The plane flight my wife made last night from Hawaii to California was delayed about three hours because of stormy weather, and a last minute need to replace fire extinguishers on the plane that had to be flown into Lihue from Honolulu. I spent two or three hours in the middle of the night, when all was sleepy quiet, running a taxi service between Aptos and San Jose. I am accustomed to the Ben Franklin rule of bed time, down and up early. This day will feel a little longer than usual, as I come into it with part of my sleeping missing.
I added an extra hour to my alarm clock buzzer, which helped some. The dogs I am watching this week didn’t even hear the clock when it went off this morning, so I was able to stealthily get dressed and get going down the road without having to bother their slumber. I thought about Ben Franklin’s rule of early rising, and wonder if he owned any dogs, and would that change his point of view? I gave up the glories of dog ownership many years ago, finding it too difficult for me to take care of one, though I enjoyed the company of several for a few years. Dog love must be bred into the bones of an owner. Some cannot live without several licking at them all the time, while some like me see the experience as painfully troublesome.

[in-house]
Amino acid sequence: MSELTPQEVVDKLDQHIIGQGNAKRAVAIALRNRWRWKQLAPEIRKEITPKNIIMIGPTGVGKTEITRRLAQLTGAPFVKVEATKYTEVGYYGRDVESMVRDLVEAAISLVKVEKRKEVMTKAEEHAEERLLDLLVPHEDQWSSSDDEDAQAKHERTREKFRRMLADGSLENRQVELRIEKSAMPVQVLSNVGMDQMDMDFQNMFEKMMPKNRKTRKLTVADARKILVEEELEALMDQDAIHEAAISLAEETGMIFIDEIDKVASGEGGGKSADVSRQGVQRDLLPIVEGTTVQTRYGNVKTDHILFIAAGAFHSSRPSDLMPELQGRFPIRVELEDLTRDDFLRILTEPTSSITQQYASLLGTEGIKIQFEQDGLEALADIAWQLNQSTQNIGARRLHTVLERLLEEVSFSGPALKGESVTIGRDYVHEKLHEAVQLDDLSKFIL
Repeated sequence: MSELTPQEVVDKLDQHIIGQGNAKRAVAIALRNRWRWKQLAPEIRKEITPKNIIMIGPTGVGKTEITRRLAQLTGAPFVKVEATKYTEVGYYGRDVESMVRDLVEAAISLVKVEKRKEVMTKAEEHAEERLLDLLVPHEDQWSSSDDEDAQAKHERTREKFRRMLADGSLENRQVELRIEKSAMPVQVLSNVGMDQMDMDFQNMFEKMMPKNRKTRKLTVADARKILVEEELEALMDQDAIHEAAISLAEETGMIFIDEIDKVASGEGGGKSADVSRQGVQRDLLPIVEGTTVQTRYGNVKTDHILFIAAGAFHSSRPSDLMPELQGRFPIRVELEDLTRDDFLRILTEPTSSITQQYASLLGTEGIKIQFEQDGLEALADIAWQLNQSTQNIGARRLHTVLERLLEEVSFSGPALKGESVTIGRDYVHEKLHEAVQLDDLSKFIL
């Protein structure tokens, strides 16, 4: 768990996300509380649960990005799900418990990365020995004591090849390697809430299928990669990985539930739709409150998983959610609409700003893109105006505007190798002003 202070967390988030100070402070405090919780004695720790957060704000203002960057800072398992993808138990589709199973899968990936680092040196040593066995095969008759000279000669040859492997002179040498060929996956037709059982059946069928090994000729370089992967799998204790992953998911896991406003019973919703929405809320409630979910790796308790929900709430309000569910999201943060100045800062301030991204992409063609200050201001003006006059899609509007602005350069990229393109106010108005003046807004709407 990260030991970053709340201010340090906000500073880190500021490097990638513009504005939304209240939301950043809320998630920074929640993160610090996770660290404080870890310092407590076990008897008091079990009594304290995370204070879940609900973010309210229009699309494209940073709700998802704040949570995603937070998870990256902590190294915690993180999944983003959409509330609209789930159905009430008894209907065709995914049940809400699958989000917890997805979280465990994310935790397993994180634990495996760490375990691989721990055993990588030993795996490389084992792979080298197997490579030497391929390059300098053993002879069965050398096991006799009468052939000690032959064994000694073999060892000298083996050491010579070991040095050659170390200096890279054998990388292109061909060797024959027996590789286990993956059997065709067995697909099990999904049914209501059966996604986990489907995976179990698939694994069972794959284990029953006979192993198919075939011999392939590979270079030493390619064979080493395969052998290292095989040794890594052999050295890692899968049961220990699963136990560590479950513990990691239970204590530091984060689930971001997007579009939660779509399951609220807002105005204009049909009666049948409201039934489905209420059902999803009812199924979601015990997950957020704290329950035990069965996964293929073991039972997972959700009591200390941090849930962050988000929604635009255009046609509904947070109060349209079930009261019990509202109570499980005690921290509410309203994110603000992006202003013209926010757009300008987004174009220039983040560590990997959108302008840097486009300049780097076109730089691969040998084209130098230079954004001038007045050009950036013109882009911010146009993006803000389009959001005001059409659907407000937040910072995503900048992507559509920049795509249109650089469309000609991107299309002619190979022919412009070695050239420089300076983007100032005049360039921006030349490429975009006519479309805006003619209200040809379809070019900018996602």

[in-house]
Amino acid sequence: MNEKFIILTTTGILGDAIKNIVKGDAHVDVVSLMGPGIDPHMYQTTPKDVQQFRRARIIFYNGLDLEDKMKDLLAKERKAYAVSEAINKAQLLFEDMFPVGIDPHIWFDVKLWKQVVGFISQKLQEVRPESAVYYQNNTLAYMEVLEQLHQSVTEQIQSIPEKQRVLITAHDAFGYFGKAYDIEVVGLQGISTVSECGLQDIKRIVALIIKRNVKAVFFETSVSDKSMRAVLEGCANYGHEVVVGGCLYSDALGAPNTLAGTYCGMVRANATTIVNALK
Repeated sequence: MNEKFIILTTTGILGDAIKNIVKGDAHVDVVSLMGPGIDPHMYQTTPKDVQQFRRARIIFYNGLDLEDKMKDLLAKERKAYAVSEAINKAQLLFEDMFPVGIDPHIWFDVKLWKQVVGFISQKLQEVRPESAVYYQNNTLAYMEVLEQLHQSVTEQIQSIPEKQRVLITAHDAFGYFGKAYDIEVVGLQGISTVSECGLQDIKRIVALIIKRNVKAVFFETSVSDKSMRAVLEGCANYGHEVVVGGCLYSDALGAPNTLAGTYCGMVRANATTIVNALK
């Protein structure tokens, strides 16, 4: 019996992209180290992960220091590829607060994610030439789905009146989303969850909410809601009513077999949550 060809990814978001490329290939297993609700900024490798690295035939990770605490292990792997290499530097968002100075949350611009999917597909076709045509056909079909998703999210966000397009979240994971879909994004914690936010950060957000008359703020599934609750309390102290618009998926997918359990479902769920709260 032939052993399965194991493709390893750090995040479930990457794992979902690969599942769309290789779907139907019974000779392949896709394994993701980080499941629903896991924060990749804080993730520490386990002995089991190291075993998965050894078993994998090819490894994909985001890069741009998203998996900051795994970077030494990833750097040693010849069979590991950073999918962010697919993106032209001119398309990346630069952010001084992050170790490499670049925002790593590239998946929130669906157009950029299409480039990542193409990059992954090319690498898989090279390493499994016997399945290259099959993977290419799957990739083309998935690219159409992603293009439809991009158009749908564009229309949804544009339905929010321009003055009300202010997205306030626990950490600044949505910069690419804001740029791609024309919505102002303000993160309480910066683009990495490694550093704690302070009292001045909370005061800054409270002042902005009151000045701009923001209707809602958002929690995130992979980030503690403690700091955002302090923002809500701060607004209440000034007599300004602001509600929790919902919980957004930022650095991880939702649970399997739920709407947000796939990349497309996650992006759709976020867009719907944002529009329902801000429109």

I see people walking dogs along the beach and carrying little plastic bags full of dog crap, as though they were little purses full of precious valuables. That would ruin the thrill of being a dog owner for me. I do like dogs, but do not enjoy loosening my own energy to maintain them. I watched a dog walker on the beach last night at sunset, however, that I saw as amusing. The moment the sun slips into the sea is when I feel most inclined to settle into a meditative mood. This dog walker was engaged in a sort of dance with his dog, as the dog stood on its back legs and pranced about. I am sure the two of them were having a peak experience. Maybe I should learn to dance before the setting sun, rather than sit in quiet and passive observation. I understand how sharing the experience of living with a creature that is unsophisticated, unthinking, dependent upon me for their very existence, might help me become more grounded in a simple, natural relation with reality.
My dog sitting experience with the golden doodles I watch may conclude forever in a few more days, as the owners seek to sell this beautiful home and move to their other home in the desert of southern California. I will return to being dogless, my usual state, but I will also return to enjoying the birds and squirrels that come to my house on the edge of the forest. I will put out sunflower seeds for them, as always, but will not be chasing behind them with stinking plastic bags, or sweeping up falling hair and fur.
This is the year I separate myself from animals. No more meat eating, no more maintenance and care of animals, but just letting the wild ones entertain me.